SFF, Short stories

Year’s Best Aotearoa SFF

I have a new story out! Well, an old story. “Otto Hahn Speaks to the Dead,” originally published in The Dark, has been reprinted in the Year’s Best Aotearoa New Zealand Science Fiction & Fantasy, Volume 3 from Paper Road Press. That’s a mouthful of a title, I know, but the series itself is great. I’ve been lucky enough to have a story in each of the three volumes of the past three years, and it’s fantastic to be sharing page space with so many of the other speculative writers living in New Zealand.

So much credit should go to Paper Road Press here. It’s a small publisher in Wellington, New Zealand, and it is doing more than any other NZ publisher to support speculative fiction by Kiwi writers. There was no regular speculative anthology series here (that I’m aware of, at least) before Paper Road started putting them out, and each anthology has been beautifully curated and presented. I imagine writers living in countries like the US and the UK experience this sort of thing regularly, but we’re a small country with an even smaller publishing industry, and books like this really matter to us.

So thanks, Paper Road Press! I really appreciate your work.

SFF, Short stories

Scales, Tails, and Hagfish

I have a new story out! It’s a novelette called “Scales, Tails, and Hagfish,” and it can be found in the anthology Middle Distance, edited by Craig Gamble and published by Victoria University Press. You might imagine from the book title and cover that this is a book about running, but you would be wrong. (The likelihood of my contributing to a book about running is just slightly lower than me actually running, and the chances of that are already infinitesimal.) No, the “middle distance” here is actually a reference to word count. This is an anthology of novelettes – specifically, an anthology of novelettes from New Zealand writers that are all approximately 10,000 words in length. A novelette can get up to 17,500 words, if you use the SFWA definition and I do, so you can see that it’s on the shorter side of the form, but still. Novelettes.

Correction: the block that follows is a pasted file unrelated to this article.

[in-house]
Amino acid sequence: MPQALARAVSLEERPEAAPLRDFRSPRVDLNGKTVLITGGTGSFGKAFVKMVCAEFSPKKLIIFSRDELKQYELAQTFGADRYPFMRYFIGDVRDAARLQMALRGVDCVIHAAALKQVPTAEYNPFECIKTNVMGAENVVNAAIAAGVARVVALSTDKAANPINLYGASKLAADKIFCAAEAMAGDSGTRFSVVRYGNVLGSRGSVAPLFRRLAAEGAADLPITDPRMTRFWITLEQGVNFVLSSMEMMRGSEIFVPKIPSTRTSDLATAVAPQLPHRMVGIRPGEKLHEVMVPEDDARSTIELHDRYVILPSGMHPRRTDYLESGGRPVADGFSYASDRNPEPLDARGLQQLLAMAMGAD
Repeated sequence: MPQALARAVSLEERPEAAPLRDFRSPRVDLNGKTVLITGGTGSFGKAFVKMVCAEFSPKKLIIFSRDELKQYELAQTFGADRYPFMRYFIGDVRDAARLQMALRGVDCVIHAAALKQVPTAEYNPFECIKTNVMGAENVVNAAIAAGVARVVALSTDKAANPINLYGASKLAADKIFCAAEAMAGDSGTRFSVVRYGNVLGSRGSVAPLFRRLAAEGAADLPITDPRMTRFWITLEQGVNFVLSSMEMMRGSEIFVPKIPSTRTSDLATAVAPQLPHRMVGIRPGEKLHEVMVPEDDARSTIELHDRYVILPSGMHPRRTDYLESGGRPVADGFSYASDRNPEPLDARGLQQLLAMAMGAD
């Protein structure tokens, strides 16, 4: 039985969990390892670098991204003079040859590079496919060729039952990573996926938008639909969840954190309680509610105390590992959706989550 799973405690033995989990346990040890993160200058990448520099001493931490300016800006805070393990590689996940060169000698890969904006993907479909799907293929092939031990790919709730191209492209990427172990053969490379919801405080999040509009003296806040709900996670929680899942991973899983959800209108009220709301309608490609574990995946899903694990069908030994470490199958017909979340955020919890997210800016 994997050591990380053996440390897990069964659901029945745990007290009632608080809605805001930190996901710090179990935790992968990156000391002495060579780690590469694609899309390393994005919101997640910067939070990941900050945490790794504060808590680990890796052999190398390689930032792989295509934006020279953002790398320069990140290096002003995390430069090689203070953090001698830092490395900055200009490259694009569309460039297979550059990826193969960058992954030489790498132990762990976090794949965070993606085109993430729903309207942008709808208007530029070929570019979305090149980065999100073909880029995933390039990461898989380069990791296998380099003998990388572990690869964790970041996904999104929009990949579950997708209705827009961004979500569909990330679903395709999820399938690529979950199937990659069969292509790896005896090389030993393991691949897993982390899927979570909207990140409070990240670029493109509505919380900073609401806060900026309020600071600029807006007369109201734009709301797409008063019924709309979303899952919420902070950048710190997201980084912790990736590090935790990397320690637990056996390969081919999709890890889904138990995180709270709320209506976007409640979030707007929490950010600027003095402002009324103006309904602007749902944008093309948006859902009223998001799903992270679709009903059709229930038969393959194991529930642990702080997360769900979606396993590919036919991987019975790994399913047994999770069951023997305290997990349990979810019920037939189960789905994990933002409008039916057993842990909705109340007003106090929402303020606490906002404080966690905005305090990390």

I love novelettes. The older I get the less patience I have for reading long form, so anything short gets extra points from me. I knew, when I saw the submission call, that I had to send something in. That something, I am almost sorry to say, was batshit lunacy.

“Scales, Tails, and Hagfish” is about an extremely unpleasant little girl who wants to be a mermaid. Loretta, in fact, is certain that she is a mermaid, and she doesn’t let technicalities like having legs instead of a fish tail stop her. Loretta’s unfortunate partner in delinquency is an otherwise well-behaved boy named Jeremy, who has severe allergies and a resulting level of snot production that convinces Loretta that he is a hagfish in disguise. They are almost friends, if only because no-one else will put up with either of them.

I actually enjoyed writing this novelette so much I’ve expanded it into a middle grade novel, Loretta and the Hagfish, which I’m currently shopping around. Fingers crossed!

Articles, Science

Strigops habroptilus

I have a new article out! “Strigops habroptilus – Kākāpō” is in Becoming Feral, a bestiary project from Object-a Creative Studio, supported by The Royal Conservatoire of Scotland, the University of Wisconsin-Madison; and the University of California, Santa Cruz. If you’ve ever met me and been foolish enough to enter into the topic of academic publishing, you’ll know that I have opinions, so when I saw this project, which is a strange (but hopefully accessible) attempt at producing specifically creative research, I knew that I wanted to be a part of it.